Friday, September 6, 2013

German Wine and Culture Tour by ombiasy, 2013

Picture: With Georg Rumpf, Weingut Kruger-Rumpf (Nahe Valley) in the Vineyard

For 9 days (from August 22 – August 30, 2013) we explored seven of the thirteen wine regions and several cultural highlights in Germany: the Saale-Unstrut wine region in the former GDR, Weimar, cradle of German intellectual thinking, the Wartburg where Martin Luther spent his years hiding from the Roman Catholic Church, the Rheingau with its pristine vineyards and quaint medieval villages, the romantic middle Rhine valley with its castle-ribboned banks, world-renowned wineries in the Mosel valley with its dizzying steep vineyards, the beautiful, peaceful Nahe valley, the biggest wine barrel in the world, the upcoming young ambitious winemakers in Rheinhessen and the one thousand year old cathedral of the city of Mainz, one of the nine wine capitals of the world.

We visited 16 wineries, tasted fabulous wines, shared wine pairing meals with the proprietors of top wine producing estates and had fantastic meals at great restaurants and historical places.

Germany with its roughly 250,000 acres under vine belongs today to one of the smaller wine producing countries in the world. However viticulture in Germany has a long tradition going back to Roman times 2,000 years ago. In the 15th century the area under vine was four times larger than it is today. Wars, subsequently loss of territory, diseases, overproduction, and competition from beer brewing resulted in land turned over to other agricultural use. In the 19th century, concentration on terroir and technological progress fostered a tremendous improvement of quality and the prestige of German wines, in particular from the Mosel, Rheingau, and Pfalz region resulted in prices above those for first growth Bordeaux wines. Today, all thirteen wine regions in Germany produce outstanding wines, with Rieslings and Pinot Noirs in the top league.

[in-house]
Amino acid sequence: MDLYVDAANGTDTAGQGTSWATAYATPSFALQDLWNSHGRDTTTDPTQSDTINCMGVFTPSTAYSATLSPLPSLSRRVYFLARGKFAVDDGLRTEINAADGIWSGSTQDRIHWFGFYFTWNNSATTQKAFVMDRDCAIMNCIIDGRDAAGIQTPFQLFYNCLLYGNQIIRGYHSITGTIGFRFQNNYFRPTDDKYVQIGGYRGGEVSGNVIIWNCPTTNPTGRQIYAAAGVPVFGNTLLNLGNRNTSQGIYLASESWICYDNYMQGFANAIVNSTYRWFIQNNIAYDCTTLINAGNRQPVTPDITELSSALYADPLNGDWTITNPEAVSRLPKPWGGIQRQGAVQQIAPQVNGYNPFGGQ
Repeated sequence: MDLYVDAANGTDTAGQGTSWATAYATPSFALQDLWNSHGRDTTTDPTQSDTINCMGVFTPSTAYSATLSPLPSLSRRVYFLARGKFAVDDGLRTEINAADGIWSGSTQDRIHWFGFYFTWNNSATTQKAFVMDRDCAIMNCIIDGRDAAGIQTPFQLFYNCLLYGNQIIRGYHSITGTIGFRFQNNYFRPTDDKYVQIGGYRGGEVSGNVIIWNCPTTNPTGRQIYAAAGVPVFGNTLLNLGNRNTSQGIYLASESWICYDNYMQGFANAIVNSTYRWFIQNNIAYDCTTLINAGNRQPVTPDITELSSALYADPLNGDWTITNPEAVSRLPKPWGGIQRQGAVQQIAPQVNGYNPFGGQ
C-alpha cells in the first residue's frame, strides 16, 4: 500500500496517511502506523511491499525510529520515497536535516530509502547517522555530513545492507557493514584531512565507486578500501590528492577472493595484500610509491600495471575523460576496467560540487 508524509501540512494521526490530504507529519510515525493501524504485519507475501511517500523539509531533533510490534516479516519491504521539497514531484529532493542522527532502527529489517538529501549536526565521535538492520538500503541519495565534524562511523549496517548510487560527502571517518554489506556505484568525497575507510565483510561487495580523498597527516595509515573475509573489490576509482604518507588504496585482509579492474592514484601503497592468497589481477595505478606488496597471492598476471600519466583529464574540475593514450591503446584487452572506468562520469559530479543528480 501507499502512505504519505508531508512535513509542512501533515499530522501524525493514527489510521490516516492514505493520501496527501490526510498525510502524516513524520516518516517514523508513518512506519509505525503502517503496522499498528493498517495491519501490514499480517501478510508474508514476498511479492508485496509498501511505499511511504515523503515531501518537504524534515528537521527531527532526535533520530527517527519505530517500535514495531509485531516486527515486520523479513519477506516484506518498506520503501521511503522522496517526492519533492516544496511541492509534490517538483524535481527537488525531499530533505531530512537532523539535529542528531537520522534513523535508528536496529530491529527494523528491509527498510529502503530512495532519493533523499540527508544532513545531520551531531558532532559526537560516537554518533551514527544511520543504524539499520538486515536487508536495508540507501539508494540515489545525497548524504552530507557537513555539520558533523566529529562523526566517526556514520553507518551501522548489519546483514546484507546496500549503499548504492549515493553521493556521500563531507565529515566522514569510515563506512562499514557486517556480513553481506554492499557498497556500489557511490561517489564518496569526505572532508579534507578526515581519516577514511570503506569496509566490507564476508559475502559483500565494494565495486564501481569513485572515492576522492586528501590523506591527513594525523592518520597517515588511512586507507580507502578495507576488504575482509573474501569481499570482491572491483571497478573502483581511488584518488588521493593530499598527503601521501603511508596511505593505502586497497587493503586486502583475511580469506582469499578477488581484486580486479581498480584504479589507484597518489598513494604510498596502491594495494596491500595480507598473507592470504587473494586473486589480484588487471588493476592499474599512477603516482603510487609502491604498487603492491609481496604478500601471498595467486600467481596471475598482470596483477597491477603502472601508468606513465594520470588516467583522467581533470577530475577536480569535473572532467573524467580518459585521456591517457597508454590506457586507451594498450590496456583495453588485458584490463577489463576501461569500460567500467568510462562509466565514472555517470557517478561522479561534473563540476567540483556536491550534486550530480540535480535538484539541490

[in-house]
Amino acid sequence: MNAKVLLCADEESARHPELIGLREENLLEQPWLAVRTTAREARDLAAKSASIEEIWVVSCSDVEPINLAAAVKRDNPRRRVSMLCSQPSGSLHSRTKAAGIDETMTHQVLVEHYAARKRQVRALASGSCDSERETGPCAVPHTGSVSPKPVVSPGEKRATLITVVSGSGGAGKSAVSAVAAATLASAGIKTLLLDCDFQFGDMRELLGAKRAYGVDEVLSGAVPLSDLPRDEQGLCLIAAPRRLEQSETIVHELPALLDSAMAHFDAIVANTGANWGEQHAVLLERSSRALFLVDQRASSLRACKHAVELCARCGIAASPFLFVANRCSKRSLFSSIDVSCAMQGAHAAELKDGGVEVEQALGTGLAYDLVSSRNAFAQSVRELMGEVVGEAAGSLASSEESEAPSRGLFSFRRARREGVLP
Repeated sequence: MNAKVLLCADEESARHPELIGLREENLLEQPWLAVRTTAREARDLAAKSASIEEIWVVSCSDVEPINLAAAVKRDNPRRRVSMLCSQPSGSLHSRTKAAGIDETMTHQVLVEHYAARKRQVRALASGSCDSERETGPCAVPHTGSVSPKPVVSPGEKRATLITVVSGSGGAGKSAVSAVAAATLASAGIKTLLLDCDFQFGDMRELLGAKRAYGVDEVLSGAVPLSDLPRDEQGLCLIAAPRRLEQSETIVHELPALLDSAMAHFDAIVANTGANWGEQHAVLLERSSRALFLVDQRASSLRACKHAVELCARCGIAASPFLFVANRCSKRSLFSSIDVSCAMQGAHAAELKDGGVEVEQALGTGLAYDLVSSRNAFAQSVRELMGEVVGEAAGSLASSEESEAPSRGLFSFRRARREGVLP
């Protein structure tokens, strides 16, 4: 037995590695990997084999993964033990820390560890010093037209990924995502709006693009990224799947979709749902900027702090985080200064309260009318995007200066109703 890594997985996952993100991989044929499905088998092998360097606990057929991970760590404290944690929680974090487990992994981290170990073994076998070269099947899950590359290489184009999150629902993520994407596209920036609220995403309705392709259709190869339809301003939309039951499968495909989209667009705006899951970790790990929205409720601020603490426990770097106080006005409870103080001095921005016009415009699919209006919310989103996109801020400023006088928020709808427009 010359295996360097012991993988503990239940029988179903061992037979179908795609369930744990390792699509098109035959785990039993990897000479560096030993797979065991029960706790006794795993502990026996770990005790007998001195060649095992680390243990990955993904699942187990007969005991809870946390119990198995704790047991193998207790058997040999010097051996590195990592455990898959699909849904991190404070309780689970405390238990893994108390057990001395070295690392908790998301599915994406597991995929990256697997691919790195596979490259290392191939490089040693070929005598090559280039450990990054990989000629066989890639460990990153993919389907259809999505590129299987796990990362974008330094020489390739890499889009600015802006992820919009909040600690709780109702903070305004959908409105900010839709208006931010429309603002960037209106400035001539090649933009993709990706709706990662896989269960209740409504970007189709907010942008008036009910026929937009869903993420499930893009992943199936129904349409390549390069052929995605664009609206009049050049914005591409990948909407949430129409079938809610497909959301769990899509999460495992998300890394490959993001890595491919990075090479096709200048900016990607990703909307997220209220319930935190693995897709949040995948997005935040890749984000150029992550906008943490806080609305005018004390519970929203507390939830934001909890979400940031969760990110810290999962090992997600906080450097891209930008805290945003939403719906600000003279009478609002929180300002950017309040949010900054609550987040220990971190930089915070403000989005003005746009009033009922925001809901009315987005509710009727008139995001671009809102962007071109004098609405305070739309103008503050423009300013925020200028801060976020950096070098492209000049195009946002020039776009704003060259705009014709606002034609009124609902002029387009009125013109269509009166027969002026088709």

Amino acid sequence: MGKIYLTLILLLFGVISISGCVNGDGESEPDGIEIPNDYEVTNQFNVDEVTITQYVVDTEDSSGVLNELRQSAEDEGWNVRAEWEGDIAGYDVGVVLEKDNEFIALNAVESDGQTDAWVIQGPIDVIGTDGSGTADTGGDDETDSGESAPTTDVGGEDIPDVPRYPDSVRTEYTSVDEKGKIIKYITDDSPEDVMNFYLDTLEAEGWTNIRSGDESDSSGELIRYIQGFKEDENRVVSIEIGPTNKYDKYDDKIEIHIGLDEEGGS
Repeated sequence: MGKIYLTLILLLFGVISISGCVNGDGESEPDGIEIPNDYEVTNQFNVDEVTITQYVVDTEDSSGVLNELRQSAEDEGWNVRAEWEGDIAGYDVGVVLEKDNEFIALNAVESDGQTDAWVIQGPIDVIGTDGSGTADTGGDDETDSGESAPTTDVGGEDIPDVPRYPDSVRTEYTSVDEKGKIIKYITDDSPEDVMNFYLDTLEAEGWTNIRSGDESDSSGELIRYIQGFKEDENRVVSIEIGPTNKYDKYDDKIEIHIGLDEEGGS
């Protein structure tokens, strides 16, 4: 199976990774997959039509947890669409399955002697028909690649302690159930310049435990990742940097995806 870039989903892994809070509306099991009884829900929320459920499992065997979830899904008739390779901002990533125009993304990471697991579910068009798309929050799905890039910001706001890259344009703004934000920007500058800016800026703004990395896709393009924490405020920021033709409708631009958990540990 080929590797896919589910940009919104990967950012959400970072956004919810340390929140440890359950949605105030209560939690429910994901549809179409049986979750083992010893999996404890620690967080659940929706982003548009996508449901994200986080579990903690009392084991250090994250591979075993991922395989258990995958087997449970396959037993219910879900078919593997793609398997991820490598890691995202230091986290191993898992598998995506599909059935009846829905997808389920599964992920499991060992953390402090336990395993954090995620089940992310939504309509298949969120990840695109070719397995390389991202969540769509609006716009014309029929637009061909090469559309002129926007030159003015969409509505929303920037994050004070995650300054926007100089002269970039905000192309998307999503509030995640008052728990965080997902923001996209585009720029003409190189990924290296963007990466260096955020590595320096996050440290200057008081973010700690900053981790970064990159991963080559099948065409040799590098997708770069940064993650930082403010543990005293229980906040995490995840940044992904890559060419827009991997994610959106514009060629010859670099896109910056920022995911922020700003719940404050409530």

DAY 1: Thursday, August 22

09:00 am Departure by coach from Frankfurt am Main.

12:00 pm Lunch at Veste-Wachsenburg, Thuringia. The Veste-Wachsenburg is one of the very few intact medieval fortresses in Germany. It sits on the highest elevation of the Thuringia countryside “three fortresses” with a breathtaking view of the surrounding landscape. The restaurant at Veste-Wachsenburg, lead by an ambitious chef, serves specialties of Thuringia.

02:30 pm Arnstadt. We included a short stop in Arnstadt, home to the Bach family clan, to visit the church where Johann Sebastian Bach held his first post as cantor when he was 22 years old.

05:30 pm Pawis Winery (VDP) in Freyburg, Saale-Unstrut. Cellar tour, wine tasting, and vesper (a typical German evening meal with bread, cheese, cold cuts, and various condiments) with Kerstin Pawis. Her husband Bernhard Pawis joint us for part of the tour and tasting.